Stay fit to go fast
Unlike most holidaymakers, she plans to do it at 100km/h.
The 31-year-old will use the Queensland Ski Racing Championships at Grafton this weekend as preparation for the Australian team trials for the world championships in Europe next year.
A five-time Queensland champion, Cartwright said the Grafton race would be hard-fought.
"It's all hard at this standard," she said.
"Some of the girls who are on the world team come up for it as well.
"It will be a gauge of how I am doing against a couple of country's best."
Cartwright started skiing aged eight, won her first national title aged 10 and is now ranked among the top four female skiers in Australia.
She said she was a good chance of making the five-woman Australian team when qualifying starts in October.
"It's up to me now," she said.
"I have the ability. Speed doesn't worry me. As long as I'm fit I'll be right to get into the worlds (titles).
"When you let the speed worry you, that's when you have problems. It's all in your mind."
But it can be a lot for the mind to take.
At Grafton, Cartwright will ski for 80km behind the Gotta Go team boat which, with a twin-turbo, 502 cubic inch engine putting out about 1000hp, will reach speeds of up to 160km/h.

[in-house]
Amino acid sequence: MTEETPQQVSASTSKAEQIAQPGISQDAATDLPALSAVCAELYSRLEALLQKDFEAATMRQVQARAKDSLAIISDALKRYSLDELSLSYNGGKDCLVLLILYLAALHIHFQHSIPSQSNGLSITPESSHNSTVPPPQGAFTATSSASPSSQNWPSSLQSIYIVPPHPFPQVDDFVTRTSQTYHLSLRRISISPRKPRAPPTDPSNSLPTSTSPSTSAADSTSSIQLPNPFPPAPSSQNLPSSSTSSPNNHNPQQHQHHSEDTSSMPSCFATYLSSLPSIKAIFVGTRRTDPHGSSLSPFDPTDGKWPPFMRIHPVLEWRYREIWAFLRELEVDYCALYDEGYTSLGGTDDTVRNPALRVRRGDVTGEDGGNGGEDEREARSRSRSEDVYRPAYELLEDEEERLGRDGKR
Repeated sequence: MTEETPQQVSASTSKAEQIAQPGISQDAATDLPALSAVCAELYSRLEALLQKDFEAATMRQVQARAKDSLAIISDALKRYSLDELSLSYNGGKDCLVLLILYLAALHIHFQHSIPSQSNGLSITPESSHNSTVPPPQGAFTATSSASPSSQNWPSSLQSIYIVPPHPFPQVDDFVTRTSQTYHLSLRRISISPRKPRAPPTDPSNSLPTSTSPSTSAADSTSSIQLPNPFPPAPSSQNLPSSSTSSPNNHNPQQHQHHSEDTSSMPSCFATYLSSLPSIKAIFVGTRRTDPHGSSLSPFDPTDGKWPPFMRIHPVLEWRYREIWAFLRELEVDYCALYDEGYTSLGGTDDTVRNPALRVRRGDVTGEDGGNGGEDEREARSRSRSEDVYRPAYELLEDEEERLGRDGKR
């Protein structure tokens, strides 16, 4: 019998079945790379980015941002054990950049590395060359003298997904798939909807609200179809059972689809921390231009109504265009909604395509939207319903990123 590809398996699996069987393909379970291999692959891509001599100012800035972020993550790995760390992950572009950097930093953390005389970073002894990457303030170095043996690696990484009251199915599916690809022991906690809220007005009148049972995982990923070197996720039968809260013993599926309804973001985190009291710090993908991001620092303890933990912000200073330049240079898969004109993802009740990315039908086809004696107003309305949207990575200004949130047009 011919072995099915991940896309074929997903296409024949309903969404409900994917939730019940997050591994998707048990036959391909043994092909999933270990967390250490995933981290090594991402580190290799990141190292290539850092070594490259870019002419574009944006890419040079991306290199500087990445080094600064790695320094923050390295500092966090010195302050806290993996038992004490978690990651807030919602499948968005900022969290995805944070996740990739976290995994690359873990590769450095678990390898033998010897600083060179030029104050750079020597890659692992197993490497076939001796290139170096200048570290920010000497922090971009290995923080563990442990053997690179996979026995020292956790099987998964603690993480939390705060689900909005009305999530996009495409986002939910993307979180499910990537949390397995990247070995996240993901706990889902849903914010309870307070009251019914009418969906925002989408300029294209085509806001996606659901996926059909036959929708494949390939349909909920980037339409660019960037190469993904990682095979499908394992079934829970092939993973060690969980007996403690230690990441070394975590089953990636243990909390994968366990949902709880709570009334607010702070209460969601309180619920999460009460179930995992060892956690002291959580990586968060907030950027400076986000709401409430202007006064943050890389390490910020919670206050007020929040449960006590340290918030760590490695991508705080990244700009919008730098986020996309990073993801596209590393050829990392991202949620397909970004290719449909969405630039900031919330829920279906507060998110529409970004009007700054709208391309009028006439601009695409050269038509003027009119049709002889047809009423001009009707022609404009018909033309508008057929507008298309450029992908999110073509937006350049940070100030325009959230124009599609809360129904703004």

The open division race puts skiers through 40 minutes of intense physical pressure.
"Your hands get sore trying to hold on, and your legs get sore," Cartwright said.
"It's all in your head - how tired your are. It's hard to explain how tired you get.
"It's hard work, that's for sure. The faster you go the more pull on your whole body it's got. You need to be strong to keep your ski out in front of you and you have to control it after the waves."
It's easy to lose control when you're hanging on to an 80-metre ski rope.
"I hit a log in Maryborough in October last year," Cartwright said. "It was a good one. I tore a fin out of my ski and just cart-wheeled and cart-wheeled about six times before landing head first.
"I needed heaps of physiotherapy. I was within half a centimetre of getting a permanent dead arm, where you pull all your nerve endings away from the neck.